Lamar Valley, Norris Geyser Basin – Yellowstone National Park, US
Yellowstone National Park is located in the western United States, largely in the northwest corner of Wyoming and extending into Montana and Idaho.
We visited the park in mid April, although there is a lot of snow during this time of the year, there is still a lot to see and explore. One of the pros of visiting during this time was the park not being crowded.
The Lamar River is a tributary of the Yellowstone River, approximately 40 miles (64 km) long, in northwestern Wyoming in the United States. The river is located entirely within Yellowstone National Park.
It rises in the Absaroka Range, on the eastern edge of the park, and flows northwest through the northeast corner of the park. It is joined by many tributary streams, including Soda Butte Creek and Slough Creek and joins the Yellowstone near Tower Junction, below the Grand Canyon of the Yellowstone.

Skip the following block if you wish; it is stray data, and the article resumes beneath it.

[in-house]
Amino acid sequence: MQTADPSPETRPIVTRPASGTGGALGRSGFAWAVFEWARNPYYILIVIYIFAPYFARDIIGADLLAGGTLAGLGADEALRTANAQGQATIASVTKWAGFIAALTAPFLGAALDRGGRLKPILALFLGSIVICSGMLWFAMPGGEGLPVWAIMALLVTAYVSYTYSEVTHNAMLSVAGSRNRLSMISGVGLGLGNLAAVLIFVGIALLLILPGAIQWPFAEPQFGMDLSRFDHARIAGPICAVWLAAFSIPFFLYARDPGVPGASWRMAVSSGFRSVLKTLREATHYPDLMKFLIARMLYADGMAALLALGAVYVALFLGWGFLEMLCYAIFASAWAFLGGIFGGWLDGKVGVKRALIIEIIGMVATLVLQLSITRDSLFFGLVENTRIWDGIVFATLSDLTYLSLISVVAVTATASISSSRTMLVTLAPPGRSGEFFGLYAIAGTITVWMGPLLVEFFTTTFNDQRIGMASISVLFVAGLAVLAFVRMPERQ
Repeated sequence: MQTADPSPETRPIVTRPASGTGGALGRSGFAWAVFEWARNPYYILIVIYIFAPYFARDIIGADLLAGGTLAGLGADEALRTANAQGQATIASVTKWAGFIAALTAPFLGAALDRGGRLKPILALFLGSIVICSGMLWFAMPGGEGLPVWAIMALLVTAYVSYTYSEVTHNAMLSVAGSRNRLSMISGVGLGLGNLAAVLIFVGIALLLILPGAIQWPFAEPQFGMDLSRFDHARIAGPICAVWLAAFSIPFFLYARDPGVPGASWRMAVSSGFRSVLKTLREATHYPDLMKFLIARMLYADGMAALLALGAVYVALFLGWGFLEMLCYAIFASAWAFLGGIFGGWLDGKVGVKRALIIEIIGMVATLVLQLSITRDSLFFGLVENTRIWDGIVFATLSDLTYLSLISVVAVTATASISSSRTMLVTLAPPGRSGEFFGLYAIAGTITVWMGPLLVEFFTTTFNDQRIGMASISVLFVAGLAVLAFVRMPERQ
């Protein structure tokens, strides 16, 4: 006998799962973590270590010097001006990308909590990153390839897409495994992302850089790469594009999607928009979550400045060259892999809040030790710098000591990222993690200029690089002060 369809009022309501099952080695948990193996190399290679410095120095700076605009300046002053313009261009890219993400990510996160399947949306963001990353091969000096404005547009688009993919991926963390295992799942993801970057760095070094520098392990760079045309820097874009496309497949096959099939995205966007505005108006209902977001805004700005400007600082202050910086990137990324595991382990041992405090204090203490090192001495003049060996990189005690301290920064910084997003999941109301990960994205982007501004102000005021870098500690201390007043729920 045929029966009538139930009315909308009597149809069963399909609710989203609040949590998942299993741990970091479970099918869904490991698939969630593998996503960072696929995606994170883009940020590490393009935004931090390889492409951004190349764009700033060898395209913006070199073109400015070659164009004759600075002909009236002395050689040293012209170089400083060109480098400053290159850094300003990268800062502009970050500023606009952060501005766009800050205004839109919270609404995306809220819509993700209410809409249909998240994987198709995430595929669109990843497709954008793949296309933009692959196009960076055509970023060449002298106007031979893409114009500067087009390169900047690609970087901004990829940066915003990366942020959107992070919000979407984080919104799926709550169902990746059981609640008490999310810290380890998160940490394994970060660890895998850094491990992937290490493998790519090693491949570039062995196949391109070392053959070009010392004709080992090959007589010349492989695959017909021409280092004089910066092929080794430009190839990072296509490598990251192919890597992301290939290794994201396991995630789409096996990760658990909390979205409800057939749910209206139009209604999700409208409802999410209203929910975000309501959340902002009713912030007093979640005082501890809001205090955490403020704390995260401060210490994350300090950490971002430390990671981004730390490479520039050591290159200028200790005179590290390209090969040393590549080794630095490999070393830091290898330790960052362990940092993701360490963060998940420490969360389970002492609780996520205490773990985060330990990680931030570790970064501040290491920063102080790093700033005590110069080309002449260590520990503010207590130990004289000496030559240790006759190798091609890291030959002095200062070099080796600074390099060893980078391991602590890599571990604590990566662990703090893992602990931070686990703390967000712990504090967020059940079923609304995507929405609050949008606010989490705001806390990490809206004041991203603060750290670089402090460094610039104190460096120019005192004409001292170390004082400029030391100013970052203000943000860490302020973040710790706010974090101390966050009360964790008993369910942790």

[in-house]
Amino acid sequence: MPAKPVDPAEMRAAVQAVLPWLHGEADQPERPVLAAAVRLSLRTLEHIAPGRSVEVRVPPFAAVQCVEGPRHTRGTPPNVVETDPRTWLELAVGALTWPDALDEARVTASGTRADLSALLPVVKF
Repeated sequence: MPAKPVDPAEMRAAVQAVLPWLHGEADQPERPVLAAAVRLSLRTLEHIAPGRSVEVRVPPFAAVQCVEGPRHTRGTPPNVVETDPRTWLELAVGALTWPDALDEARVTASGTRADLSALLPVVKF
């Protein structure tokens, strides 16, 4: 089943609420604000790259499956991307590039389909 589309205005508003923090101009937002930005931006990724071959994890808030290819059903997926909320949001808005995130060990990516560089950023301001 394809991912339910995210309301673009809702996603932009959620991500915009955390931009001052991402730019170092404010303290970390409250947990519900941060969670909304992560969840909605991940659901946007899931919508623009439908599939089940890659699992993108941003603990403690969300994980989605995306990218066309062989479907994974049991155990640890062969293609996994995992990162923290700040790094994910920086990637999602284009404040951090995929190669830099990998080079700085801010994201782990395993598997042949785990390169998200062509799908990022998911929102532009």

The Lamar River is a popular destination for fly fishing. It is widely known as one of the best places in Yellowstone National Park to view wildlife, especially grizzly bears and wolves. Three locations in the valley—Soda Butte, Crystal Creek and Rose Creek were the sites for the 1995 re-introduction of wolves into Yellowstone. The river flows through a portion of the park hit hard by the 1988 wildfires.
There are pronghorn, bison, and bear within the area of the Lamar River Valley.
The Norris Geyser Basin is an area in Yellowstone National Park in the United States. It is home to a large number of geysers. The geysers are of different sizes and have different eruptive properties. The most famous geyser of this basin is the Steamboat Geyser, of all active geysers the geyser that realizes the highest emissions, up to more than 90 meters height.
The Norris Geyser Basin is the hottest geyser basin in Yellowstone National Park.